Mistaken Perceptions: Cases and Consequences

6 Pages Posted: 18 Aug 2003

See all articles by Sidney G. Winter

Sidney G. Winter

University of Pennsylvania - Management Department

Abstract

Mezias and Starbuck (2003) review previous work and report striking new evidence indicating that managers can be quite mistaken in their perceptions regarding some matters, even matters quite close to their jobs. This is reminiscent of much evidence on politicians and ordinary citizens that generally show a weak grip on basic facts. In assessing how much difference this weakness makes, it is useful to distinguish among four perspectives on managers as: (i) informants for academic research; (ii) performers of their normal work; (iii) problem-solvers in novel situations; (iv) strategic thinkers. Mezias and Starbuck's results suggest a negative assessment on (i) and (iii), but are less clearly relevant on (ii); some open questions regarding (iv) are put forward.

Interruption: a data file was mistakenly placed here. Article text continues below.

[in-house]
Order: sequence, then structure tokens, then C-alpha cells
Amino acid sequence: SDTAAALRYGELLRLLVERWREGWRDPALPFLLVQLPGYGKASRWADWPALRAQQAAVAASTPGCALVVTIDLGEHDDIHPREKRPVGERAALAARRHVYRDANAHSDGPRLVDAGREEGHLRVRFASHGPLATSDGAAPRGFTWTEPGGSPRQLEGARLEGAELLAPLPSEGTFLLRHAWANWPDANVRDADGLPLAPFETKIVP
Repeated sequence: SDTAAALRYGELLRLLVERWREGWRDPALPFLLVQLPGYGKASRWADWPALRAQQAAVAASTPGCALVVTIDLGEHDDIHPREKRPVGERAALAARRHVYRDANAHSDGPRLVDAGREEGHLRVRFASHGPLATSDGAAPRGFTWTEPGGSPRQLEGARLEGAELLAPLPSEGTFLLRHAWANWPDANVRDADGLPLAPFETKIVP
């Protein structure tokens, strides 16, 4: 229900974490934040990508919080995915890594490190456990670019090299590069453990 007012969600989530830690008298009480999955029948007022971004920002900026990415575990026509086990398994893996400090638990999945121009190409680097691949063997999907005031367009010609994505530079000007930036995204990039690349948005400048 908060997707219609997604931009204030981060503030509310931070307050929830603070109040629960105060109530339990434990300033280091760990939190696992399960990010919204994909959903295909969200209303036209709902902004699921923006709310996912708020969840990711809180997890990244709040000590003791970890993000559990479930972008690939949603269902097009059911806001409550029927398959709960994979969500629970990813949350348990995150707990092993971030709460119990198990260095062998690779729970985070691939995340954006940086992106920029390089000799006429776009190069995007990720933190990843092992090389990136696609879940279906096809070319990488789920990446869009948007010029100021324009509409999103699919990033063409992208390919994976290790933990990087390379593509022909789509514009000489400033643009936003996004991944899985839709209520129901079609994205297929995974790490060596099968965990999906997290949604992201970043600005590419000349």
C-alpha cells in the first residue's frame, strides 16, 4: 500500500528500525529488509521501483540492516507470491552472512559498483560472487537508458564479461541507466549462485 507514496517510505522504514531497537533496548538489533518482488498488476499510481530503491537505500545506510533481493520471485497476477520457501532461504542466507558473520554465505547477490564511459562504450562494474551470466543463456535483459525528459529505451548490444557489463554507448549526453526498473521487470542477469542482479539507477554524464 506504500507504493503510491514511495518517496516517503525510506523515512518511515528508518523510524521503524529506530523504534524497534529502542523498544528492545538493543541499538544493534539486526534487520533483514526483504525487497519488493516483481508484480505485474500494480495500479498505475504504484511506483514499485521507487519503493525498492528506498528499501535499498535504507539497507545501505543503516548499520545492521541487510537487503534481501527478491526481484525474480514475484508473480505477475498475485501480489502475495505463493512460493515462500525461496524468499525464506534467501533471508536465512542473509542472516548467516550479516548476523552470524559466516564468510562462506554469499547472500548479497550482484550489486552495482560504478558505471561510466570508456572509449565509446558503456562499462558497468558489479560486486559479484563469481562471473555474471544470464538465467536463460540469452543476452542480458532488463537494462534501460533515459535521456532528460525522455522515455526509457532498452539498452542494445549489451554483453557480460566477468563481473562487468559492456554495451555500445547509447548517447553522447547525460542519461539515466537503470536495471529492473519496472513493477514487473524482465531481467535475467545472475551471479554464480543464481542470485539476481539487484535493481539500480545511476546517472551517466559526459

Suggested Citation

Winter, Sidney G., Mistaken Perceptions: Cases and Consequences. British Journal of Management, Vol. 14, pp. 39-44, March 2003. Available at SSRN: https://ssrn.com/abstract=410949

Sidney G. Winter (Contact Author)

University of Pennsylvania - Management Department ( email )

The Wharton School
Philadelphia, PA 19104-6370
United States

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